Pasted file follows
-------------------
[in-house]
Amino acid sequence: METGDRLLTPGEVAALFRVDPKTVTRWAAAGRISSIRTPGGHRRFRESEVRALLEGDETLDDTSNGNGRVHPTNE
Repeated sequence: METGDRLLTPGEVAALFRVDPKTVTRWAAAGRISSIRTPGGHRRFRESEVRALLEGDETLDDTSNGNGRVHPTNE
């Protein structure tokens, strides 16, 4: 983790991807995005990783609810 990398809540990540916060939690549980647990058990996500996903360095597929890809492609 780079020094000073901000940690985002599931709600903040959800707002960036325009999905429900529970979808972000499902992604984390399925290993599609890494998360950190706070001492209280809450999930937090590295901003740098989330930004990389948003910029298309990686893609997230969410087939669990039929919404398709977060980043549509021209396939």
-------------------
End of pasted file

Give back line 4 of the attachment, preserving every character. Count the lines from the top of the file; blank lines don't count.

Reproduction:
């Protein structure tokens, strides 16, 4: 983790991807995005990783609810 990398809540990540916060939690549980647990058990996500996903360095597929890809492609 780079020094000073901000940690985002599931709600903040959800707002960036325009999905429900529970979808972000499902992604984390399925290993599609890494998360950190706070001492209280809450999930937090590295901003740098989330930004990389948003910029298309990686893609997230969410087939669990039929919404398709977060980043549509021209396939």